COULD it have been only two years ago that wine prices for such modest French wines as macon-villages and beaujolais were approaching double digits? Furthermore, wasn't just about every pricey new wine release from California being snapped up by a ravenous public?
The period of spiraling imported wine prices, especially for French and Italian wines, suddenly ended about a year ago. At about the same time, California premium wine sales became stagnant. At present, the consumer is confronted with a glut of both domestic and imported wine, and the result is a mind-boggling array of wine-buying and drinking alternatives.
In short, 1983 will represent the best of all possible worlds for the wine consumer.
There was an oversupply of good wines as recently as 1974 to 1976, but the situation then was strictly an imported wine crisis. The speculative bubble burst in 1974 because of myopic dealers of European wines, primarily French dealers who had irresponsibly pushed prices too high without regard to the quality of the wine they were buying.
Since the early '70s, the acreage under vine of both domestic and imported wine producers had increased significantly. In addition, this increased flow of wine from new and larger vineyards has been augmented by five successive good quality, bountiful crops in America and Europe. In short, the current worldwide wine bloat is a textbook supply and demand problem; production of fine wine has outstripped consumer demand.
Other factors are exacerbating an already serious condition for the wine trade. The macho American dollar, which has been pounding a weak French franc, Italian lira and British pound on the international money markets, has soared in value against these currencies by well over 70 percent in three years. Even after factoring in the effect of inflation in key foreign wine-producing counties as France and Italy, the cost of top-quality French bordeaux, burgundy and chablis is less now than in 1979.
Needless to say, French wine imports, once deemed tres che r, and judged overpriced by consumers in 1979 to 1980, are taking a bigger and bigger chunk of each wine consumer's dollar. The principal casualty of this in the wine buyer's allegiance has been the top highly priced, premium California wines, only three years ago considered great values.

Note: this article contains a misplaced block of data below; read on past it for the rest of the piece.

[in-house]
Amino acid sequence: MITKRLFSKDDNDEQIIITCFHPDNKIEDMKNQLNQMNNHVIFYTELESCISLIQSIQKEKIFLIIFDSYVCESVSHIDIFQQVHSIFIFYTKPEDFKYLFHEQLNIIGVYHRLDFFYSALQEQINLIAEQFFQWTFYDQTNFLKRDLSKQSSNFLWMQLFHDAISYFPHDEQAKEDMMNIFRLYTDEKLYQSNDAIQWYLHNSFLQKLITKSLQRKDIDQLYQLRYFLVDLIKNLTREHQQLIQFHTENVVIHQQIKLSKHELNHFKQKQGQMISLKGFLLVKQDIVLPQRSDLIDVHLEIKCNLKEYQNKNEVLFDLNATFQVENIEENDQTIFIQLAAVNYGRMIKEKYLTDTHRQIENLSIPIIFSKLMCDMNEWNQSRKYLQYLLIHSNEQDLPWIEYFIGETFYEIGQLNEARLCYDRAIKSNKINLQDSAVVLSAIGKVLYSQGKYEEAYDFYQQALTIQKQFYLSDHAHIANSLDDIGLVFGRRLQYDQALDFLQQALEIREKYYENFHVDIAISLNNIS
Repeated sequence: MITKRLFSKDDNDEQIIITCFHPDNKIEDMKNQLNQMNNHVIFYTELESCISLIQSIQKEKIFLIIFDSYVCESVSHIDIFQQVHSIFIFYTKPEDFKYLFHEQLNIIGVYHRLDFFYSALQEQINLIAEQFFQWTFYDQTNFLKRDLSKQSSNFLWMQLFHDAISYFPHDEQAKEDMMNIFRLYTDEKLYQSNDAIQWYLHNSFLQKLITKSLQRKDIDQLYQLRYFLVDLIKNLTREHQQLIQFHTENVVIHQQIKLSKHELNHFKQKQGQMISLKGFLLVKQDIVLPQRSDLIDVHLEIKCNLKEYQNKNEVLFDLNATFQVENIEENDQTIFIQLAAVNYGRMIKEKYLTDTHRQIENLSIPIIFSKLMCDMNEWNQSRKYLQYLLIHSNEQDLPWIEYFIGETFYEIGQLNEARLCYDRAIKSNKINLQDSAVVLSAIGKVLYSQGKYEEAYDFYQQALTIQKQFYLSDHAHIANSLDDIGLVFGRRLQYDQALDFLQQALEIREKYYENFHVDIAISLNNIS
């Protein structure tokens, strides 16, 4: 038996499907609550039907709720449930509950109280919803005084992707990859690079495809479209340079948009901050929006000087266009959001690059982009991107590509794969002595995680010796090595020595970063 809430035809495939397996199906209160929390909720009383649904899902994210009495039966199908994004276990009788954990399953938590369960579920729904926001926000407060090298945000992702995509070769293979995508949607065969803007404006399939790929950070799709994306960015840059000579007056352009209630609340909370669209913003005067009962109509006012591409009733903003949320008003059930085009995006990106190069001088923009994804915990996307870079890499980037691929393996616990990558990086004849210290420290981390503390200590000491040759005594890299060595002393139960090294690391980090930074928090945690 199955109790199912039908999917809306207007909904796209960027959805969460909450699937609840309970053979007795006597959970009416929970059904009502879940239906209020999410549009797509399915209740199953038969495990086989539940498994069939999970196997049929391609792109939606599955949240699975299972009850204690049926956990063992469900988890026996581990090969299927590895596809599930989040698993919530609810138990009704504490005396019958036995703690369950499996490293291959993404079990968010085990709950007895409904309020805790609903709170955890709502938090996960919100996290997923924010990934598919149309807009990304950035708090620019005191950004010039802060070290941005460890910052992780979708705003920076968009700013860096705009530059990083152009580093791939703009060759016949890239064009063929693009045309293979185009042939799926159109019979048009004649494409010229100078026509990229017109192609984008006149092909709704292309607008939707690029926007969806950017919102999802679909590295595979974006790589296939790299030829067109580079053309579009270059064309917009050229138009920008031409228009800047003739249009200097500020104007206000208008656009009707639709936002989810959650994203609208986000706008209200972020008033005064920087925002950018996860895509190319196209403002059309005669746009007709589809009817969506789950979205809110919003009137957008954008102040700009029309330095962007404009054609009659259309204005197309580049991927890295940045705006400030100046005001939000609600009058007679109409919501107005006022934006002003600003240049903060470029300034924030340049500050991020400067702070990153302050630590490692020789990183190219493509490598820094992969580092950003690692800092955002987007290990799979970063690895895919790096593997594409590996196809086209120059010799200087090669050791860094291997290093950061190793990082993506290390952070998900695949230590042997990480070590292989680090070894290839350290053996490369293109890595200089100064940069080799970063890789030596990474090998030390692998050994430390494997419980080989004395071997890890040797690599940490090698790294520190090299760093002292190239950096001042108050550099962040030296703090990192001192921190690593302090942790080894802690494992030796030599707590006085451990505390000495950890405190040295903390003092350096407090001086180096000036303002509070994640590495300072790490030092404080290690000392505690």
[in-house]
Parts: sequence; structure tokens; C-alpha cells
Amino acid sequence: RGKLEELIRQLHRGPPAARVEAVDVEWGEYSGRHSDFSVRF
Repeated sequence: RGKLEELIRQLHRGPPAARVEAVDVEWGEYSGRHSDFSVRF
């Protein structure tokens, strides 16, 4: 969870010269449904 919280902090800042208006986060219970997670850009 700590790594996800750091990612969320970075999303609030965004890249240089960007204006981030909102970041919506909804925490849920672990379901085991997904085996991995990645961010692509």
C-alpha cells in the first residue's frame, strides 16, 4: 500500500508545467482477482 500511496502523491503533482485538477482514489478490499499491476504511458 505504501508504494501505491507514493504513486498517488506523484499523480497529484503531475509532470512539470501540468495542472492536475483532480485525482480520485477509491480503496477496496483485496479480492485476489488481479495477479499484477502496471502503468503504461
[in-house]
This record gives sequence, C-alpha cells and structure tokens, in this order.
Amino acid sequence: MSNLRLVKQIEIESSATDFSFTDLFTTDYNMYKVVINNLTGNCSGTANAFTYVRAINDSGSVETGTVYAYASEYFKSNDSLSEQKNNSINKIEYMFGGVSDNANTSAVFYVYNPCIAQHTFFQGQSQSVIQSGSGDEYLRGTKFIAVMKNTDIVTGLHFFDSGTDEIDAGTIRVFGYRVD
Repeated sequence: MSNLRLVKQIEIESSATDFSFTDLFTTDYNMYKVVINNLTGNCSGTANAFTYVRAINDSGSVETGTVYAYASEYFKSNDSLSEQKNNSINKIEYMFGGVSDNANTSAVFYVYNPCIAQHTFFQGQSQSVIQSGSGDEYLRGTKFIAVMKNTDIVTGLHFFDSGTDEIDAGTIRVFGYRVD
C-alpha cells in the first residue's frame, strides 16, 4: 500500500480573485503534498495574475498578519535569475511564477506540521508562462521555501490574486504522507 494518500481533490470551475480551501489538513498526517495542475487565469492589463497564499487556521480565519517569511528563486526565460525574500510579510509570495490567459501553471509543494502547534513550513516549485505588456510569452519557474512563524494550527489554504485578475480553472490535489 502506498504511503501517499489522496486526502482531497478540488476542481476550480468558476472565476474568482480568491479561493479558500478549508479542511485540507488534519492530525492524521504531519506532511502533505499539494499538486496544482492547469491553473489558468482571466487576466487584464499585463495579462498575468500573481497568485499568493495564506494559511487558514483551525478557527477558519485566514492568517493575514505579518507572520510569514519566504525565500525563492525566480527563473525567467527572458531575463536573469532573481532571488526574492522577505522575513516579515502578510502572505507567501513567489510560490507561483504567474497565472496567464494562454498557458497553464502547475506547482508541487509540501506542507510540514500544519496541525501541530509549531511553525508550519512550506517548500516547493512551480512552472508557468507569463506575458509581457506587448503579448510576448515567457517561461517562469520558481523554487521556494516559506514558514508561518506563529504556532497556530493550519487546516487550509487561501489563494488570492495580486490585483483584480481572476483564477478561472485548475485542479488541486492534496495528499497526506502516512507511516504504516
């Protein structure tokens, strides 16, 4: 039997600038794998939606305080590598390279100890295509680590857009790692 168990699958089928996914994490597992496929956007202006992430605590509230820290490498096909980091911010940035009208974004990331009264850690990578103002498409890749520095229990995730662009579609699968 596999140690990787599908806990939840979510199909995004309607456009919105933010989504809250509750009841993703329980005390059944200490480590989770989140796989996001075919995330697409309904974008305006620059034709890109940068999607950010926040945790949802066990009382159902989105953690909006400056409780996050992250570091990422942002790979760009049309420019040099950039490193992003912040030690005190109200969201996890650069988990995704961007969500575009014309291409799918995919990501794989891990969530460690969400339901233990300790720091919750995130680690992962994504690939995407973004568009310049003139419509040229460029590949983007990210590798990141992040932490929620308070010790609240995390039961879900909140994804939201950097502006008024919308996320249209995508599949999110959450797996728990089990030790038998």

The end results are all positive for the consumer . . . better and better buys for both domestic and imported wine.
One overlooked contributing factor to the current oversupply of good wine is that the fine wine market is no longer only represented by such glamor wines as bordeaux, burgundy, French champagne and California's cabernet sauvignons and chardonnays. One of the significant wine trends that occurred as an outgrowth of the exorbitant California and French wine prices in 1979 to 1980 was that smart, innovative merchants and importers turned increasingly to wines from areas that had been ignored by the fickle, label-conscious American buyer. Consequently, the '80s have witnessed the importation of large quantities of the top-flight rho ne wines from France; rich, fruity full-bodied Italian wines from regions such as Piedmont, Veneto, Friuli, Tuscany and Campania; cabernet sauvignons and chardonnays from Australia; and a plethora of well-made bargain-priced wines from Spain, Portugal and South America. Their presence has crowded an already congested marketplace.
The bottom line is, of course, that the wine consumer has never had it so good. And, when America's dollar plummets from its celestial heights against a rejuvenated franc and lira, or when France and Italy suffer through one or more dreary, miserable vintages, imported wine prices will again skyrocket, California wineries will take the price freeze off their products, and high-quality wines will again be affordable by only a privileged few.
When this happens, as it surely will, I hope you will feel safe and secure in the knowledge that in 1983, you had the foresight to anticipate history repeating itself, and that you stocked up on reasonably priced top French, Italian, German, Spanish and California wines.